In the Venetian sestiere of Cannaregio there is a calle, or alley, named after the noble family that lived there: the Calergi family. It is bounded on each side by a palazzo that stretches from the canal at one end to the canal at the other end, about 200 metres long. Once, and it is in the nature of this blog that my historical facts are hazy, once, a long time ago I’m told, two noble families lived on either side of the calle. And so it happened that a young woman from one family fell in love with the young man next door, or opposite. It could have turned out badly as it did for a better known pair of lovers in nearby Verona, but fortunately in this case the union was approved by all. To celebrate the bond the palazzi were united by high arch at each end and a balcony/walkway in the middle, which remain to this day, like many of the descendants of the original families who still live in the flats here.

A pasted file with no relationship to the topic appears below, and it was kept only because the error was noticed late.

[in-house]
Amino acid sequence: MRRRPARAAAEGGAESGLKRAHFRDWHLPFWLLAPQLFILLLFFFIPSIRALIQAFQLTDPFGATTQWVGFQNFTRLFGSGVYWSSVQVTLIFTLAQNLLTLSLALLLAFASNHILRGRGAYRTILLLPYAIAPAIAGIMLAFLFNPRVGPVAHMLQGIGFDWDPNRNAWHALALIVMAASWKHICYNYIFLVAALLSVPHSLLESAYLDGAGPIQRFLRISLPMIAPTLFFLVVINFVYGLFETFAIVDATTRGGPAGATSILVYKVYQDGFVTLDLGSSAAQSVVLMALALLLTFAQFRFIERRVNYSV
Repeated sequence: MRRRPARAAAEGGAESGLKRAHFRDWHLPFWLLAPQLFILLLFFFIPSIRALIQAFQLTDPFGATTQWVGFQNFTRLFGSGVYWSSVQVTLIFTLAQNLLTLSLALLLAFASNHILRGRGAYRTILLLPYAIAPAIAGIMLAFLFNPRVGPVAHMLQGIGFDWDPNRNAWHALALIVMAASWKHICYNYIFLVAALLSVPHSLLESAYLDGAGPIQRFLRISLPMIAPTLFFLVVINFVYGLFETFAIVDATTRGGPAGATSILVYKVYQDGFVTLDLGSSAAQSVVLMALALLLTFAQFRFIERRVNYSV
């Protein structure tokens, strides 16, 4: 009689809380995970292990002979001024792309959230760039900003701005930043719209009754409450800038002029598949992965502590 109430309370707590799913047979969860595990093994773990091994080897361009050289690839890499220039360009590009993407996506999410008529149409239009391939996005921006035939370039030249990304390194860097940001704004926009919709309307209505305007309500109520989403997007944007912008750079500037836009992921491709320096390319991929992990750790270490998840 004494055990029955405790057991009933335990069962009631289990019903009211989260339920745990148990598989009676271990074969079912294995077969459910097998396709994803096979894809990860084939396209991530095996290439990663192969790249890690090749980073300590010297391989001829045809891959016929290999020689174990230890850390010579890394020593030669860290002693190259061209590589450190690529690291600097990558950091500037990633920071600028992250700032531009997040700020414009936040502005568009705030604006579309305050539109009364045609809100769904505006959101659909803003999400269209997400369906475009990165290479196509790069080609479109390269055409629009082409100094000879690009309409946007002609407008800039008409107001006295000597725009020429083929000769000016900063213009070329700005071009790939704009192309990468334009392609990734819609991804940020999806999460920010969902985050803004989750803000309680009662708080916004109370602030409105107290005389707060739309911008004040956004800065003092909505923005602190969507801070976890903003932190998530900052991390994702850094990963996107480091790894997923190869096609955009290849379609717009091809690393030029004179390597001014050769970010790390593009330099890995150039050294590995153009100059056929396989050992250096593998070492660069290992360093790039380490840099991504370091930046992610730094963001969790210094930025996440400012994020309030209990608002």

Which all goes to illustrate how the Venetians went about building and altering their city: add a bit here, raise a ground floor there ( incidentally this still happens today: every time a renovation happens the ground floor level must be raised a foot or so if possible to counteract the rising tide levels), or chop a hole through the ground floor of a building to create a short cut – the so called sotoportego. I went to a marvellous exhibition during last’s year’s Biennale which was held in the Scuola Grande della Misericordia, not far from the Calle Calergi as it happens. A Swiss artist, Pierre Case, had spent several years making work about each of the 240 Venetian sotoporteghi: a monumental task which resulted in some wonderful work. It’s well worth following the link I provide here to a blog about his work, not only to read more about Pierre Case, but also because the blogger has written extensively about Venice.